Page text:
This comprehensive and authoritative history of the War of 1812, thoroughly revised for the 200th anniversary of the historic conflict, is a myth-shattering study that will inform and entertain students, historians, and general readers alike. Donald R. Hickey explores the military, diplomatic, and domestic history of our second war with Great Britain, bringing the study up to date with recent scholarship on all aspects of the war, from the Gulf of Mexico to Canada.
The newly expanded The War of 1812: A Forgotten Conflict, Bicentennial Edition includes additional information on the British forces, American Indians, and military operations such as the importance of logistics and the use and capabilities of weaponry. Hickey explains how the war promoted American nationalism and manifest destiny, stimulated peacetime defense spending, and enhanced America's reputation abroad. He also shows that the war sparked bloody conflicts between pro-war Republican and anti-war Federalist neighbors, dealt a crippling blow to American Indians, and solidified the United States's antipathy toward the British.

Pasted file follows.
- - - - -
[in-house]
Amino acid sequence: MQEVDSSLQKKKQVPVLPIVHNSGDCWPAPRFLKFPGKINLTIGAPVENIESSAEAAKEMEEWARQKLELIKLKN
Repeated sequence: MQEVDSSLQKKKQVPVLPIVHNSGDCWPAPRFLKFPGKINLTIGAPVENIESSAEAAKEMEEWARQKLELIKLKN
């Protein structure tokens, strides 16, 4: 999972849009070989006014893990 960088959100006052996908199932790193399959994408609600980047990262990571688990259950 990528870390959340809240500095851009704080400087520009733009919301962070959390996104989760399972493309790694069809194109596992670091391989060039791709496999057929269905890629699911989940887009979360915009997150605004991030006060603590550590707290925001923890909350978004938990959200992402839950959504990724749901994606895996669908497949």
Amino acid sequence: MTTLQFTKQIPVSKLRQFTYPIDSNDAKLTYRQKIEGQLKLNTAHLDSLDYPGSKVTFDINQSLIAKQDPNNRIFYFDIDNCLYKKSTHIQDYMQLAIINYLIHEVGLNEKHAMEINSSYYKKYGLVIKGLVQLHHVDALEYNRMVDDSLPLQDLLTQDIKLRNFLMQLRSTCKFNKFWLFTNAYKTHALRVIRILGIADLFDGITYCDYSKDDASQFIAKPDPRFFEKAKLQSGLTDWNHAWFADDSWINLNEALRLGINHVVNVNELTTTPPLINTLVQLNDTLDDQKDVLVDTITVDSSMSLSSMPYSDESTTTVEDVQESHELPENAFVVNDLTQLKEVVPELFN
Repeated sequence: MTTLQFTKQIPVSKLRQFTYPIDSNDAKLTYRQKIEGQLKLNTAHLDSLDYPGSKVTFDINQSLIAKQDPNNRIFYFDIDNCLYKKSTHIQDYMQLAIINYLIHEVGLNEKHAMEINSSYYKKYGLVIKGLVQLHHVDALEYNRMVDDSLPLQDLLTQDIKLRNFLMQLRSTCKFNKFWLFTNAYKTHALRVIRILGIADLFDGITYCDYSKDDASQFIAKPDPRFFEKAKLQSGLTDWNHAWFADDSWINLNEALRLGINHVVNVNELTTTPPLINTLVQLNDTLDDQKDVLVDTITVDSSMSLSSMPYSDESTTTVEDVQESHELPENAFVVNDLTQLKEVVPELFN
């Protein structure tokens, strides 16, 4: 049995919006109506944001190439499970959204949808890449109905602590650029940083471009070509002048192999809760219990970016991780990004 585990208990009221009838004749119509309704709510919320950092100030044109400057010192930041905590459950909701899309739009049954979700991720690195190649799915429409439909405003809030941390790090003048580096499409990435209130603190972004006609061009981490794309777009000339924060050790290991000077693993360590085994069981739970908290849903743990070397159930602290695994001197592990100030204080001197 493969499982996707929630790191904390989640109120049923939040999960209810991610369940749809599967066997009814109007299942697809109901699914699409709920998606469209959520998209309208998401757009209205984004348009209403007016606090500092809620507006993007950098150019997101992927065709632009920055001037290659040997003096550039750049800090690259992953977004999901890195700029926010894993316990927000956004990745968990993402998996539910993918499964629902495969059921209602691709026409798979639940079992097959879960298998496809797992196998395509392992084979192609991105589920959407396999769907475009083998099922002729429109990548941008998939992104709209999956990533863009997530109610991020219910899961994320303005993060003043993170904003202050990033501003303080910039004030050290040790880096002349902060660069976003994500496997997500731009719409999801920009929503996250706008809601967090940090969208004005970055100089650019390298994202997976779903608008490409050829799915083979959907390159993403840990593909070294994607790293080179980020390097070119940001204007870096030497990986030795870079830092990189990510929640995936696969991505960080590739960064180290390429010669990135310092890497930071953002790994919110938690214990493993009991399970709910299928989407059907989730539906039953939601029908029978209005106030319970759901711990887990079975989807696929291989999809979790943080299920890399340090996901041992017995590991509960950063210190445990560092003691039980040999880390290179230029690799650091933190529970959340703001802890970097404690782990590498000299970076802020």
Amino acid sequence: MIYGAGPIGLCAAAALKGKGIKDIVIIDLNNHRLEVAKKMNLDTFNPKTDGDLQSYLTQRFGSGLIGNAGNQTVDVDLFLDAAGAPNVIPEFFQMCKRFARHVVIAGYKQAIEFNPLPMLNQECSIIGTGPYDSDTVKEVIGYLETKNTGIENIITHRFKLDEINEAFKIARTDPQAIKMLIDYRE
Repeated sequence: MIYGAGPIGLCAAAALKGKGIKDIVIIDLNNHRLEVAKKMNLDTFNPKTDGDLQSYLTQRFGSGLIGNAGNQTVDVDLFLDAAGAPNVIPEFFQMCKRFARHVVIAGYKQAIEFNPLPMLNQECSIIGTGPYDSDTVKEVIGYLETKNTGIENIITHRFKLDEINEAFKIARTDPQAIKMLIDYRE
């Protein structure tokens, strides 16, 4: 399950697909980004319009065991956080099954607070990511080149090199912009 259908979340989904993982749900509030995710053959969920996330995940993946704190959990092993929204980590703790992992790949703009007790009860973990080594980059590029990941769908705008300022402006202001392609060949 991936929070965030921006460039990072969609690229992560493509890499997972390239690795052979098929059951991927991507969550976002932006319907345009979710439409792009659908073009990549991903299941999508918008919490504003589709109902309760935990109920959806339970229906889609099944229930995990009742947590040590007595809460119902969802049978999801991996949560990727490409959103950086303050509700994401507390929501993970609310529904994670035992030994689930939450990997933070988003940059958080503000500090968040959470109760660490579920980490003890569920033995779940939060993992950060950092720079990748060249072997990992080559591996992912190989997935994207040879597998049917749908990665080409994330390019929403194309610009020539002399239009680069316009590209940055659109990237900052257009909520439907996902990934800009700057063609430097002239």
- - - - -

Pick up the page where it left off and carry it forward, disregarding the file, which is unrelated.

|Publisher:||University of Illinois Press|
|Edition description:||Revised edition|
|Product dimensions:||6.10(w) x 9.20(h) x 1.60(d)|
About the Author
Donald R. Hickey is a professor of history at Wayne State College in Wayne, Nebraska. He is the author of seven books, including Don't Give Up the Ship! Myths of the War of 1812, and numerous articles.
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The War of 1812A Forgotten Conflict